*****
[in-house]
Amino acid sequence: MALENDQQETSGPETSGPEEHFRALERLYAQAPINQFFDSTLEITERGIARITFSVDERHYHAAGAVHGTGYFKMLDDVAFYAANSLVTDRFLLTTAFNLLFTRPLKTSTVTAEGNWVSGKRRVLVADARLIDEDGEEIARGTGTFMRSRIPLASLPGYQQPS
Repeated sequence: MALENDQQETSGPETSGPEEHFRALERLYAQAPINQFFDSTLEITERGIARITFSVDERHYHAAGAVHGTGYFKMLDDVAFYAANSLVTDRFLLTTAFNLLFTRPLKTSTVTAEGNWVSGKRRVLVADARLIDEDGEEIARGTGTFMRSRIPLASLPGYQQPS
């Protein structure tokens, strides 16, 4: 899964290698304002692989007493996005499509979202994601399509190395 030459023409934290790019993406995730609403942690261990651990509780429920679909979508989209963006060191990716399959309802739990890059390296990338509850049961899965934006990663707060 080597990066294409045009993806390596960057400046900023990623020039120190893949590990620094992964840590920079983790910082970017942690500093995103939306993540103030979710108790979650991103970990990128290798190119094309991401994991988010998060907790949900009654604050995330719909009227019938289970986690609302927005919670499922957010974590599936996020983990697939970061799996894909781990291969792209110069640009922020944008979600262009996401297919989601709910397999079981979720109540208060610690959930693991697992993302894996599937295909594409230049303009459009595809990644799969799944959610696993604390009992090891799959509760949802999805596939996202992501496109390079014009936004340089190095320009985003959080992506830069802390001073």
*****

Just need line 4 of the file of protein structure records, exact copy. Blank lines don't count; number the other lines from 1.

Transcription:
């Protein structure tokens, strides 16, 4: 899964290698304002692989007493996005499509979202994601399509190395 030459023409934290790019993406995730609403942690261990651990509780429920679909979508989209963006060191990716399959309802739990890059390296990338509850049961899965934006990663707060 080597990066294409045009993806390596960057400046900023990623020039120190893949590990620094992964840590920079983790910082970017942690500093995103939306993540103030979710108790979650991103970990990128290798190119094309991401994991988010998060907790949900009654604050995330719909009227019938289970986690609302927005919670499922957010974590599936996020983990697939970061799996894909781990291969792209110069640009922020944008979600262009996401297919989601709910397999079981979720109540208060610690959930693991697992993302894996599937295909594409230049303009459009595809990644799969799944959610696993604390009992090891799959509760949802999805596939996202992501496109390079014009936004340089190095320009985003959080992506830069802390001073």